By live imaging epidermal cell metabolism during cutaneous inflammation, in transparent zebrafish embryos, the researchers have shown epidermal cells utilise fatty acid metabolism to ‘fuel’ immune cell accumulation.
“We propose inhibiting uptake and metabolism of fatty acids within epidermal cells, during skin inflammation, represents a new strategy to block/suppress the persistent immune response that underlies cutaneous inflammation,” he says.
“The objective of
this research is to exploit these novel findings and
identify drugs that suppress skin
inflammation by targeting this new pathway,” says Chris. “Importantly, understanding the mechanisms of action of identified drugs will provide an entry point to explore new pathways that modulate the metabolic-immunological interface within skin cells during inflammation.”
Dr Kim Mellor, from the Department of Physiology has Marsden funding of $300,000 for a project that investigates why heart failure is common in diabetes.
As part of a worldwide diabetes epidemic, more than 200,000 New Zealanders are now diagnosed with the disease and Māori and Pacific Island populations are affected nearly twice as much as Pākehā.
“Diabetics have a greater (2.5-fold) risk of heart failure, but the reasons for this are poorly understood,” says Kim. “We know that people with diabetes have disturbed carbohydrate processing in heart muscle cells, which is associated with increased cell death.”
“The loss of functional cells makes the heart walls stiffer as the heart muscle is replaced by scar tissue. This may make it harder for the heart to pump blood around the body,” she says.
Previous studies of diabetic heart disease by Dr Mellor have demonstrated a role for excess ‘recycling’ of cell components in diabetes, and consequent cell death through a pathway called autophagy (‘self-eating’).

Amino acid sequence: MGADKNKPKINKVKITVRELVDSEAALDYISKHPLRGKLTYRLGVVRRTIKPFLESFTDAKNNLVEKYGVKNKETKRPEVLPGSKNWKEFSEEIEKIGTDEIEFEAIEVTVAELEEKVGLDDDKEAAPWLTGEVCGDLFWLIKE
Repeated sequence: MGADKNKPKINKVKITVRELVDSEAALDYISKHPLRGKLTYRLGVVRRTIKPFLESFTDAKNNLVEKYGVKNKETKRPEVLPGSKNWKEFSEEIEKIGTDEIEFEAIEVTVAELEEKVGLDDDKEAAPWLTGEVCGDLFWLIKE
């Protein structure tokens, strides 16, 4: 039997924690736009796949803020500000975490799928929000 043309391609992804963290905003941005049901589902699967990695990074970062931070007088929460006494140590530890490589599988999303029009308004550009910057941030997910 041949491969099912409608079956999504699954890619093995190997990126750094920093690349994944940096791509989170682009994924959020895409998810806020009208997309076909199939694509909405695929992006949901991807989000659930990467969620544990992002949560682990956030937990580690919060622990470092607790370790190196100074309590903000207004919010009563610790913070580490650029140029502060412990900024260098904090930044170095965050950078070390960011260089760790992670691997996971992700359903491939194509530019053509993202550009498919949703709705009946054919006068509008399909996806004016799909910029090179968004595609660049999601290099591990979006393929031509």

More recently, Dr Mellor and her colleagues have found a direct link between carbohydrate mishandling and autophagy activity.
Using a Marsden Fast-Start grant, Dr Mellor’s team will use gene manipulation techniques to target the mishandling of carbohydrate in a cardiac muscle cell culture system. They aim to find out whether disturbances in cellular processing of carbohydrate are an underlying reason for heart muscle cell death and heart dysfunction.
“Results of this research will increase understanding of how cell death contributes to diabetic heart failure. Ultimately, this project has the potential to identify new targets for therapies to prevent patients going into diabetic heart failure,” she says.
“This grant validates our research ideas - we’ve convinced people it’s worth a go”, says Dr Darren Svirskis of the Marsden Grant awarded for work on creating neural bridges. “This will help reinforce interdisciplinary collaborations between the School of Pharmacy, the Centre for Brain Research and the School of Chemical Sciences.”
The $300,000 funding will support research costs for two PhD students, Zaid Aqrawe and Saiful Azmi, to work on parallel arms of the project.
Until now, conducting polymers (CPs) have been used to release bioactive molecules in response to non-biologically derived electrical triggers, says Dr Svirskis.
“We hypothesise that neurotransmitter loaded CPs can function as neural bridges, modifying neuronal action potential firing patterns and facilitating neuronal communication,” he says. “We propose to develop a glutamate releasing conducting polymer responsive to the intrinsic electrical activity of neurons.”
“The researchers will culture neurons together with CPs in vitro, forming neural bridges,” he says. “For the first time, we will study how action potentials in living neurons alter the properties of stimuli-responsive CPs.”
Using these neural bridges, they will determine if the firing of one neuron can trigger a CP to release a neurotransmitter and subsequently influence the firing rate of a second neuron. The data from this research will provide a platform to develop new treatment strategies for conditions of abnormal neuronal signalling, such as autism, epilepsy, nerve injuries and hereditary sensory impairments.
The methods developed in this research could be used to study and manipulate other electrically active cells such as those found in the heart and gastro-intestinal tract, says Dr Svirskis.